If a vessel is not in safe and working order, an injured seaman may make a claim under the Jones Act of unseaworthiness and seek damages. This is considered negligence because a ship that is unseaworthy is the owner’s responsibility. If you have been injured on a vessel that is not seaworthy, you are protected in two ways: by the Jones Act and by the Doctrine of Unseaworthiness.
When Is a Vessel Unseaworthy?
The definition of unseaworthy according to maritime law slightly differs from what it might mean in non-legal language. Unseaworthy does not necessarily mean that a ship can’t sail or that it is in danger of sinking.
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Under maritime law, a seaworthy vessel is designed, maintained, and built to navigate waters and provides seamen with the equipment, training, and environment to do their work adequately. If a vessel does not meet these requirements, it is considered unseaworthy.
For example, a ship may be able to navigate waters without the risk of sinking. Still, if a piece of equipment that a seaman has to use to do their job is not functioning correctly, the ship is unseaworthy according to maritime law.
The seaman has not been provided with the necessary equipment to do the job. If that faulty or inadequate equipment causes injury, the ship’s owner is negligent for providing an unseaworthy vessel.
The Doctrine of Unseaworthiness
The Jones Act provides for compensation in cases in which the owner or employer is negligent and that negligence causes an injury. This includes unseaworthiness.
If you have been injured aboard your ship and prove that the vessel’s unseaworthiness contributed to your accident, you can make a Jones Act unseaworthiness claim.
You also have protection under the part of maritime law called the Doctrine of Unseaworthiness. This applies specifically to negligence caused by an unseaworthy vessel.
The basic idea underlying this doctrine is that a ship owner has a duty to provide a crew with a seaworthy vessel. It is a fundamental right of all maritime workers.
Jones Act vs. Doctrine of Unseaworthiness
If you have been injured aboard a ship as a seaman and believe the vessel was unseaworthy, you have both avenues for seeking compensation.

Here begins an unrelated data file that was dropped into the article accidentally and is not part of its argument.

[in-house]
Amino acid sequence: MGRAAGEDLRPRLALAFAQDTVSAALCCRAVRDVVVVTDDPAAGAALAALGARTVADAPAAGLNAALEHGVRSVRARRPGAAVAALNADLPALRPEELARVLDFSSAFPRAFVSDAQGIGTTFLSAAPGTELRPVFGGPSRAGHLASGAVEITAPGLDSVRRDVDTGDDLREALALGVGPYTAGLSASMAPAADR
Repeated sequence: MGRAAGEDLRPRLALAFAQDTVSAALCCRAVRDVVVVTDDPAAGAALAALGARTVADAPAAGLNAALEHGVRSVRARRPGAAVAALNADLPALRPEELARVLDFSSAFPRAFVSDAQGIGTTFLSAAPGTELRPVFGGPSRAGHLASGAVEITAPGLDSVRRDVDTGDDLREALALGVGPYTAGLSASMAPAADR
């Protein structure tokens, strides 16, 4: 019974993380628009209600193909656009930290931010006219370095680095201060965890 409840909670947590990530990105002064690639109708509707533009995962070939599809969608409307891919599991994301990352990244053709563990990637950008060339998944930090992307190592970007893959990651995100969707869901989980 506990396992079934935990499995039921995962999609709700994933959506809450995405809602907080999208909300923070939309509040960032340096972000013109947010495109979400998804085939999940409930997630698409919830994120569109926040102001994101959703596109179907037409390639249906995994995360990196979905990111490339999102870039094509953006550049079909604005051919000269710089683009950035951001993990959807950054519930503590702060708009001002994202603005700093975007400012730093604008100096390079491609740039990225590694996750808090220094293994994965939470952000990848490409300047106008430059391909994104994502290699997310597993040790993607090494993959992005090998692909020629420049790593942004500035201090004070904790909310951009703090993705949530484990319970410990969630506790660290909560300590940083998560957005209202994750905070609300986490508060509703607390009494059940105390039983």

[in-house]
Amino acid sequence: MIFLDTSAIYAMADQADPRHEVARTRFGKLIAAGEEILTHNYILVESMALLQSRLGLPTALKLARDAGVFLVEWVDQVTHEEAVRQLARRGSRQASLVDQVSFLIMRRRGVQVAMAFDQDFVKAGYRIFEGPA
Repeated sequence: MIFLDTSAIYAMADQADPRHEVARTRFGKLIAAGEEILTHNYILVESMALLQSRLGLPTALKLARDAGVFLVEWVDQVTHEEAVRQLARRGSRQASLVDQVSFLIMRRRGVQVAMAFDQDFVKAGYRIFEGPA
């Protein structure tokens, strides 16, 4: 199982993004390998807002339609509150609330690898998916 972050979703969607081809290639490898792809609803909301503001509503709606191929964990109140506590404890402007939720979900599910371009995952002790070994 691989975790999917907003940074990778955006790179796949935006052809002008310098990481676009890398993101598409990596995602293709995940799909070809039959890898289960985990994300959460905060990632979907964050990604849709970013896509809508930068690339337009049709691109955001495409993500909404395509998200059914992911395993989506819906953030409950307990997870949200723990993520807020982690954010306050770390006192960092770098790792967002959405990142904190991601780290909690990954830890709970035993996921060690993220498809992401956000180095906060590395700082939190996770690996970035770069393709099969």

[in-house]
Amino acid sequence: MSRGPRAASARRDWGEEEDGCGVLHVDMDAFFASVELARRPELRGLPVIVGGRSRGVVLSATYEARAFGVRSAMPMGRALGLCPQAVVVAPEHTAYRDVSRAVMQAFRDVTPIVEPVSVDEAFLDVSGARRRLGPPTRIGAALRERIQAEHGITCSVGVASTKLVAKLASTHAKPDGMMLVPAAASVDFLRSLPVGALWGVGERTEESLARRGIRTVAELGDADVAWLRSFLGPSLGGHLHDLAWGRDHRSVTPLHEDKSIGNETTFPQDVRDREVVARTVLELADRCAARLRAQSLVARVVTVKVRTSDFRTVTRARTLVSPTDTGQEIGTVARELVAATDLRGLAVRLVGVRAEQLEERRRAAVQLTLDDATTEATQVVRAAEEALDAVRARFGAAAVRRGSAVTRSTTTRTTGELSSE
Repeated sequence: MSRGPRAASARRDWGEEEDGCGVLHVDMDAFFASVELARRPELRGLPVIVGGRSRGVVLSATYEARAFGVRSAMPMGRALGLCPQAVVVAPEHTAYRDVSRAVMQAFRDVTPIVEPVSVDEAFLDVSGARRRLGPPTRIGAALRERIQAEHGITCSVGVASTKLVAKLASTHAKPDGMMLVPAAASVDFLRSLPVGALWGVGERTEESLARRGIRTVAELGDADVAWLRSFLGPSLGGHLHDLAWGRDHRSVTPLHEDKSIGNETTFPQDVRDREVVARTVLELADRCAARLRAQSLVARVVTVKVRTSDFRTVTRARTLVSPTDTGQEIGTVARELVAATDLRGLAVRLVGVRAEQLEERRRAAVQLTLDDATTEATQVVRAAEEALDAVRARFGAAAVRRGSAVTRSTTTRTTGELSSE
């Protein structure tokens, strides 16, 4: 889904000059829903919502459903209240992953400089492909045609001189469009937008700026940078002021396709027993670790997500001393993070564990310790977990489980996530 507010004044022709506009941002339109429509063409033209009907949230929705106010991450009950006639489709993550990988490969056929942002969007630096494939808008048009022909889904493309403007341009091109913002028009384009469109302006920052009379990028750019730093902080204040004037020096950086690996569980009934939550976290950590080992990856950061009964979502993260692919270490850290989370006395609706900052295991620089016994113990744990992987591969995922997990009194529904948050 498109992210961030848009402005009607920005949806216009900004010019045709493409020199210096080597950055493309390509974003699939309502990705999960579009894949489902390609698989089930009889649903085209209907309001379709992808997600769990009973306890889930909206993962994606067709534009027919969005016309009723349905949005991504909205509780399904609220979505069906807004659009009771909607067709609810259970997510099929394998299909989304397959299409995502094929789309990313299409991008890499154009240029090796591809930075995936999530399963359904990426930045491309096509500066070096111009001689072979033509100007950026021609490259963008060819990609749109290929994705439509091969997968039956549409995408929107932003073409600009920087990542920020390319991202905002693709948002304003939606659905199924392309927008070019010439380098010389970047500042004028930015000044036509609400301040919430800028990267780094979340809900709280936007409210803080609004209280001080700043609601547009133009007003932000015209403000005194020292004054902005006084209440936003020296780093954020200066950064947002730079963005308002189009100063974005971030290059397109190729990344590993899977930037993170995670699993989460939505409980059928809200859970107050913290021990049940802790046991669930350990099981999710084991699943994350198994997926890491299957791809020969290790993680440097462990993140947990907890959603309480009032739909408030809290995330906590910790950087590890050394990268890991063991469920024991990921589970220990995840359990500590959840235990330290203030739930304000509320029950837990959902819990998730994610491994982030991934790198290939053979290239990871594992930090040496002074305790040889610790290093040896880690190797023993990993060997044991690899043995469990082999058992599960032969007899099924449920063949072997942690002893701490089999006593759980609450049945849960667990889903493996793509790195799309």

If you can prove negligence on the part of your employer, the Jones Act can provide you with limited compensation. This includes compensation for medical bills related to the injury, including future medical bills, lost wages and lost earning capacity in the future, and pain and suffering.
There is a lot of overlap between those rights under the Jones Act with the Doctrine of Unseaworthiness. The main difference is that an unseaworthiness claim could entitle you to even more damages than you can get from the Jones Act.
You may qualify for all the compensation allowed under the Jones Act plus additional compensation.
The burden of proof for unseaworthiness is also slightly different than that for the Jones Act. A Jones Act claim has to prove the employer was negligent and that the negligence contributed to your injury.
To claim on the doctrine, you have to show that an unseaworthy condition of the vessel contributed to your accident.
You do not have to prove that your employer knew about the situation that made the vessel unseaworthy or that the employer was negligent. There must be some condition of the vessel that made it unseaworthy and contributed to your injury.
Knowing what kind of claim to make when you are injured and whether or not to call upon the Doctrine of Unseaworthiness is not always clear.
To ensure you get the best outcome, rely on the advice and counsel of a lawyer knowledgeable about maritime law and experienced in helping injured seamen get the compensation they deserve.